By Chris Myer | February 7, 2019
If you’ve ever proposed a day cleaning program at your facility, you’ve likely run into at least one of the following arguments:
- It’s too disruptive to building occupants
- Tenants don’t want custodial staff around in front of clients
- It’s harder to clean with people in the building
To be sure, these aren’t invalid arguments, but none of them are insurmountable if you’re strategic about how you develop and implement a day cleaning program at your facility. But before we get into the nuts and bolts of how to make a day cleaning program work, let’s review the benefits of doing so.
The Benefits of Day Cleaning
Energy and Cost Savings: The typical cleaning crew does their work after everyone in the building has left for the day. That means the building has to be kept up and running while the crew finishes their work. With a day cleaning program, you can shut the building down earlier, saving on energy costs.
Case in point: State Farm cut their energy bill by eight percent after implementing a day cleaning program.
On-Demand Custodial Service: When the cleaning crew only comes around at night, it means that things that should be taken care of immediately must wait until after hours. With a day cleaning program, occupants can make special requests to—for example—have a large, unsightly spill cleaned up.
Reduced Carbon Footprint: No sector in the United States produces more carbon dioxide emissions than the commercial and residential buildings sector. Day cleaning offers you a proven way to work towards reducing those emissions and achieving your facility’s sustainability goals.
How to Set Up a Day Cleaning Program
Ultimately, the details of your program will depend on the unique needs of your facility, the people in it, and your staffing resources. However, while the details of your program will be custom to you, the general process for getting started and gathering information is universal.
1. Communication with Tenants and Building Occupants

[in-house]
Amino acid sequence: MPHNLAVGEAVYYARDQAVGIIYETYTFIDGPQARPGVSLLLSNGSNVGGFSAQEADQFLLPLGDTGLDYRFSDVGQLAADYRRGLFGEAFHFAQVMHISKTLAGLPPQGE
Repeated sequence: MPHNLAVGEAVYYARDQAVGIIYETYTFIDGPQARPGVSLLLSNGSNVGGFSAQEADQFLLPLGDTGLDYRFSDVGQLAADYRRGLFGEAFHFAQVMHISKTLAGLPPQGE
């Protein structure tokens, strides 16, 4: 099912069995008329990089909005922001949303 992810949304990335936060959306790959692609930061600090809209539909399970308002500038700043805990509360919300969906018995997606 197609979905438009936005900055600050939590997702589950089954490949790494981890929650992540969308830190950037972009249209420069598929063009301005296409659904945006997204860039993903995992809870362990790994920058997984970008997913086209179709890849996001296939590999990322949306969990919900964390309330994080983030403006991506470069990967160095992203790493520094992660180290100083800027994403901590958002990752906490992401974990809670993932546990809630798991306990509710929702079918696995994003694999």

The reality is that most tenants and building occupants are not accustomed to day cleaning, so communication is key. By communicating with tenants, you should aim to accomplish three primary goals. First, you want to set tenants’ expectations and address their concerns. Second, you want to understand the various tenants’ different work patterns and unique preferences. And finally, you should make sure they understand why the day cleaning program is being implemented.
2. Equipment Needs
If your cleaning crew typically cleans after hours when noise is not a factor, you may need to invest in quieter equipment. If purchasing new equipment is not feasible, you can mitigate the effects of loud equipment by scheduling those types of tasks at times when they’ll be the least intrusive to building & room occupants.
3. Space Usage Schedules
Take the time to observe how the facility you plan to clean gets used and ask yourself questions like: When do people arrive? When do they leave? Does the building empty out at lunch? Where do tenants meet with clients?
Knowing this information allows you to strategically schedule various cleaning tasks & procedures, especially the more disruptive parts of your crew’s cleaning routine, to better match with the rhythm of your facility and the needs of your tenants.
Putting the Plan into Action
After observing the building, evaluating equipment and communicating with tenants, you’ll need to think through your findings and make an initial plan.
In your initial plan, you’ll identify any equipment purchase you need to make and set your staff’s schedule to minimize the disturbance to tenants. After that, it’s time to put the idea into action.
Most likely, you’ll have hiccups as unforeseen obstacles will pop up. Don’t let it get to you. Keep reviewing your plan and make tweaks as necessary. When you start to get things figured out, don’t forget to keep reviewing each quarter to adjust for any changes in the building’s tenant mix or seasonal changes.
And remember, if you’re not sure where to start or need ongoing support, WAXIE provides training and resource materials that you can leverage for help in developing and maintaining your day cleaning program.
Chris Meyer is content writer for WAXIE who leverages his background in facilities technology to discover and deliver educational insights to readers who want to make the world a cleaner, more efficient, and sustainable place. Chris has Bachelor’s Degrees in English and Finance from University of Hawaii at Manoa.